Are Memes The New Political Cartoons?
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Politics and Activism

Are Memes The New Political Cartoons?

Internet jokes or powerful social commentary?

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Are Memes The New Political Cartoons?
Mashable.com

Throughout history, humans have always used visual media as a fundamental way to communicate with each other. From cave drawings to the printing press, the visual dissemination of information has played a vital role in the advancement of human civilization. People have turned to things like newspapers, magazines, print ads and works of art to make powerful statements about the world they live in and share those ideas with as many people as possible.


The goal of of visual media should be to make its message as accessible and as palatable as possible to its audience. One medium that has always excelled at this is the political cartoon. The concept of a political cartoon dates back to the Renaissance when contemporaries of Leonardo Da Vinci would satirize his work in rebellion of his ideological proportions of human anatomy. since then, all sorts of artists have turned to the political cartoon as a way to voice their opinions, even Dr. Seuss. However, the first American political cartoon did not come about until Benjamin Franklin’s famous “Join or Die” political cartoon which depicts a snake whose severed body represents the original 13 colonies.

Since Ben Franklin, countless numbers of political cartoons have been made to serve as mirrors to humanity and reflect its concerns and ideals to whoever will view them. At their best, they simultaneously remove us from reality with their cartoonish grandeur and force us to reflect on their real world subject matter. They quickly and effectively convey an idea or make a statement that a wide range of people can immediately receive. Like any form of art, its core template has been shifted and distorted into many new forms of visual art that combine text and illustrations to convey meaning. one of its descendants the become a particularly pervasive art form online. I’m talking about none other than the distant relative of the ancient political cartoon. I’m talking about the meme.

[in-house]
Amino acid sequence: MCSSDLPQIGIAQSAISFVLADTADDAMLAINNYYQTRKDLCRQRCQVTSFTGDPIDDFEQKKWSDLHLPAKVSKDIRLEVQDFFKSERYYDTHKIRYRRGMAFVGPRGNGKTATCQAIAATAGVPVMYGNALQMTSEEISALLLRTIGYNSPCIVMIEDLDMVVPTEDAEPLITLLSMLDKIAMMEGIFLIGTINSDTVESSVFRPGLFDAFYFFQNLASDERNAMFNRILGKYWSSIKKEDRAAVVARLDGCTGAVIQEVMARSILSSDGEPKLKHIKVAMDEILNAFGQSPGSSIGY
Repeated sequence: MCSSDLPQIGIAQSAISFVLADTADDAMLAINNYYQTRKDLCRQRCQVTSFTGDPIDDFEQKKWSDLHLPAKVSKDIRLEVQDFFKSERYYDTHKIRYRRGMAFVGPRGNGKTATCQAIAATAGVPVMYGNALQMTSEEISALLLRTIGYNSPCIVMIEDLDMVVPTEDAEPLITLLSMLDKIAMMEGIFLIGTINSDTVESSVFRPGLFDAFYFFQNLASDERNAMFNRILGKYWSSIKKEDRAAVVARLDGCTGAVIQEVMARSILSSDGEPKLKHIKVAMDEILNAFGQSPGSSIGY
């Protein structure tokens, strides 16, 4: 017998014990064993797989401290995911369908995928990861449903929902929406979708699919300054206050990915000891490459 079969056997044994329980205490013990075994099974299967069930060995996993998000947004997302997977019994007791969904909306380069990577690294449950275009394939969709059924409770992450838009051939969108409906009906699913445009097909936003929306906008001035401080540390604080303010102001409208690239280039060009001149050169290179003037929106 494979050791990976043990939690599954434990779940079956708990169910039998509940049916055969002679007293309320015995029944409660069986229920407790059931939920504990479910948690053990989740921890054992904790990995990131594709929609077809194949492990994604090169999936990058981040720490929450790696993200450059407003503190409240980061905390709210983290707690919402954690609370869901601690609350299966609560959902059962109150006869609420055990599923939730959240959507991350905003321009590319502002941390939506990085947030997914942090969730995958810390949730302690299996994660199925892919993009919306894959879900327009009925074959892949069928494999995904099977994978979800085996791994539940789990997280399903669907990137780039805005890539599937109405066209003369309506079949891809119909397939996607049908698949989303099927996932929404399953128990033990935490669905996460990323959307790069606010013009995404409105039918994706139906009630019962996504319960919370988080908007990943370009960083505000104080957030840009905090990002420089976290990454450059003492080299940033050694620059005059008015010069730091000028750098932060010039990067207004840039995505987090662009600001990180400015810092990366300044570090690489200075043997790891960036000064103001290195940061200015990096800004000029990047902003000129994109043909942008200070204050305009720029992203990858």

Yes, memes, historically haven’t been something to take seriously but, due to the compounding factors of millennials coming of voting age during an incredibly outlandish election cycle and the general miasma of political and social unrest, the status of memes has been elevated from online entertainment to valuable social commentary.

In the wake of last week’s news that the U.K. had voted to leave the E.U., many of my friends admitted to me that they really only began to understand what it meant after seeing memes about Brexit. My immediate reaction was that real journalism was dead and, people my age should do a better job at trying to understand what’s going on around them. But, my outrage was replaced with restrained gratitude at the fact that they had even a surface level understanding of this historic event. I realized that, although satirizing a country’s economic downfall for internet attention was not the most compassionate way to share news, it was still an effective way to do it. My friends seemed to at least understand the basic points of Brexit as articulated through pictures of the crying Jordan meme photo shopped over the British pound.

Of course, political cartoons are an established medium of social and political commentary, and aren’t going anywhere as long as people still read news papers (5 years max), therefore memes and political cartoons must coexist peacefully on the Facebook timelines of your imposing relatives. Still, the best memes can possess a cultural gravity and multidimensionality that makes them more relatable and therefore more appealing to its audience.

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